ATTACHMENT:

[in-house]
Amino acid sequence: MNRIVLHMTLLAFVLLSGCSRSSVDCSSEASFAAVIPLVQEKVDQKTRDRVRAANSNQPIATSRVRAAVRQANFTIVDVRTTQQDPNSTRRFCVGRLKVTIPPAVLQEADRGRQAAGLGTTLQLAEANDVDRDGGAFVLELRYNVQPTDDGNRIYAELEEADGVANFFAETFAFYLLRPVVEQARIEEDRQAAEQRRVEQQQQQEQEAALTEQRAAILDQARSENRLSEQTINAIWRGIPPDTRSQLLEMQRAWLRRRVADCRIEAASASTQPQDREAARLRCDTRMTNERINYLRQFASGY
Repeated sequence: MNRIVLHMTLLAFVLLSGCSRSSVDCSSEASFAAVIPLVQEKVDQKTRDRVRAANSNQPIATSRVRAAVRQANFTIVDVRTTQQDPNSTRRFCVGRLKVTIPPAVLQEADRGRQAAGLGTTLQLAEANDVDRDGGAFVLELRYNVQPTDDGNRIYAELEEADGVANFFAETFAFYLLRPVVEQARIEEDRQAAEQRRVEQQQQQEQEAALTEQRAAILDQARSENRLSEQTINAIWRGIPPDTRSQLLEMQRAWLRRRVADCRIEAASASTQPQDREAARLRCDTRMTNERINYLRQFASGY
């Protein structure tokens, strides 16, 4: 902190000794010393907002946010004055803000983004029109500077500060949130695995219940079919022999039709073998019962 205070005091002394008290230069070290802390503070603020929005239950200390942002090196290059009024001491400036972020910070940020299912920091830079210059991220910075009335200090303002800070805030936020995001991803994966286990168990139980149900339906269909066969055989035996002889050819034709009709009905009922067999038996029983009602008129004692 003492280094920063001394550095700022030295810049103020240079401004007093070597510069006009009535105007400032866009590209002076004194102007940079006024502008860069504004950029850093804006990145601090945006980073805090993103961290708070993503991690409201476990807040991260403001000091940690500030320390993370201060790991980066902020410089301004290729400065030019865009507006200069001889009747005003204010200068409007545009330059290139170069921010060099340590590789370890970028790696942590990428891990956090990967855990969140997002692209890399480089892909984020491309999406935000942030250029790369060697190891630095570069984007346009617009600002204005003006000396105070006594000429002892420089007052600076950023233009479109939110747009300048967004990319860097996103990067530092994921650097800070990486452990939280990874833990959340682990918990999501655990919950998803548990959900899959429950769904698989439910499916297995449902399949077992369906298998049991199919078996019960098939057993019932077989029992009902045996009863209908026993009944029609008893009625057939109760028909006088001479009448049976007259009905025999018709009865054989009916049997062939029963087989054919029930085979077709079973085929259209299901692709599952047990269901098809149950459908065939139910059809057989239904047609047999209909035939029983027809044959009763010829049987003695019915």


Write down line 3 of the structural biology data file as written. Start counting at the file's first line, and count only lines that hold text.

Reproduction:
Repeated sequence: MNRIVLHMTLLAFVLLSGCSRSSVDCSSEASFAAVIPLVQEKVDQKTRDRVRAANSNQPIATSRVRAAVRQANFTIVDVRTTQQDPNSTRRFCVGRLKVTIPPAVLQEADRGRQAAGLGTTLQLAEANDVDRDGGAFVLELRYNVQPTDDGNRIYAELEEADGVANFFAETFAFYLLRPVVEQARIEEDRQAAEQRRVEQQQQQEQEAALTEQRAAILDQARSENRLSEQTINAIWRGIPPDTRSQLLEMQRAWLRRRVADCRIEAASASTQPQDREAARLRCDTRMTNERINYLRQFASGY